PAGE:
3. Jan Hart

    Thank you for sharing this story about 03(97) – the grandfather of so many ospreys throughout the UK. It’s good to see he is now recovering and here’s hoping he has a successful migration to Africa – more importantly that he also returns to Rutland next year!

  4. Patricia Selman

    Oh what a massive worry So hope he has a successful migration to Africa

  5. Liz Livock

    Another lovely informative update Kayleigh; thank you. Personally I am glad you did not share the news of 03(97)’s damaged wing until things look better … yet more to worry about 🙁 I hope he continues to improve and strengthen ready for his migration and safe return next year.

    Thank you Rutland for all you do to protect these magnificent birds and engage the public.

  6. Deb

    What an amazing story! Thank you.

  7. Sheila FE

    Well done to the Rutland team for your proactive stance. It must have been extremely worrying for all who were aware of the problem. I sincerely hope that Mr Rutland recovers fully and makes yet another successful migration.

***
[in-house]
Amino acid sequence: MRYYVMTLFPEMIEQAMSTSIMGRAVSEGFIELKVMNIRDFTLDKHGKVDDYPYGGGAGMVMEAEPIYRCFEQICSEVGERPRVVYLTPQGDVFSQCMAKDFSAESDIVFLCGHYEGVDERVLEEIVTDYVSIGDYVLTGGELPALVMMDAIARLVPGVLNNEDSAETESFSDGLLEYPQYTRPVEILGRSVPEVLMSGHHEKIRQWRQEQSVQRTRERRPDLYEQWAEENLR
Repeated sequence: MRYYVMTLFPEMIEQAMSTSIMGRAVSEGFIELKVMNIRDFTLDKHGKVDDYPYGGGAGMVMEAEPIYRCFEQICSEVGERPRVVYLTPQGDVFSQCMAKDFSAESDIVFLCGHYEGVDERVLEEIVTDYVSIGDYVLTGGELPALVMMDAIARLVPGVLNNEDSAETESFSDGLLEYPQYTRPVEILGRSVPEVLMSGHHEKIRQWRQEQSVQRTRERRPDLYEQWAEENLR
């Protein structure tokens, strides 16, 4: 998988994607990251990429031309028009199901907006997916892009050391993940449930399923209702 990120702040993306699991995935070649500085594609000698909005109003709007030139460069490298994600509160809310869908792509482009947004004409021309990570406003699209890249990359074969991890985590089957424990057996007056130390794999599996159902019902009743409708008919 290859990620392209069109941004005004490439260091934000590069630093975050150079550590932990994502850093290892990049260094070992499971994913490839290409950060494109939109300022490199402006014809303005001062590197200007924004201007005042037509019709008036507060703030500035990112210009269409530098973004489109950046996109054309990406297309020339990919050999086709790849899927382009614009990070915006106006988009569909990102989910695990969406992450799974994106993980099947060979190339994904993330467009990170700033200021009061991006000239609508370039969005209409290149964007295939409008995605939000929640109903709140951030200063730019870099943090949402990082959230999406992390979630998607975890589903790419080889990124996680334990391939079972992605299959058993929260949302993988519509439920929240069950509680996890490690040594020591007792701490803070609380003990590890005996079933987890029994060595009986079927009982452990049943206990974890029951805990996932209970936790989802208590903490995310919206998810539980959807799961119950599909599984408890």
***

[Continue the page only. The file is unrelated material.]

8. BecOwl

    Pheww well done for acting and helping him out. He is a very special bird and to lose 5R and Mr Rutland in one year does not bear thinking about. Great news that he is returning to fitness and fishing again and that the juveniles were being so well looked after by the Mrs. Thank you for the update and lovely pics. 🙂

  9. Nick Gordon

    Excellent blog, extremely informative, and great news, which must surely augur well for his forthcoming southward migration!!
    This is another instance that serves as proof positive that a little intuitive intervention can pay dividends, so very well done for a well executed helping hand just at the right time!! Many thanks to you all. 🙂

  10. Lorraine Gittins

    Well done!
    It was certainly a good thing that you intervened and gave 03/97 the time he needed to recover sufficiently, to enable him to fish again.

    I really hope he makes a successful Autumn migration and wish him well as he feeds up for yet another year back in Rutland.

  11. Mike Simmonds

    What great news of his recovery. 1997 was my first year helping on the project so he was one of the first I ever watched over.

  12. Janet Wilson

    Poor old boy! Thank goodness he is back to his old self, well done for helping him. It shows how precarious these birds’ lives can be. If this injury had happened whilst he was wintering in Africa and he couldn’t fish, then maybe he wouldn’t make it back again. As it is he lives to breed another day!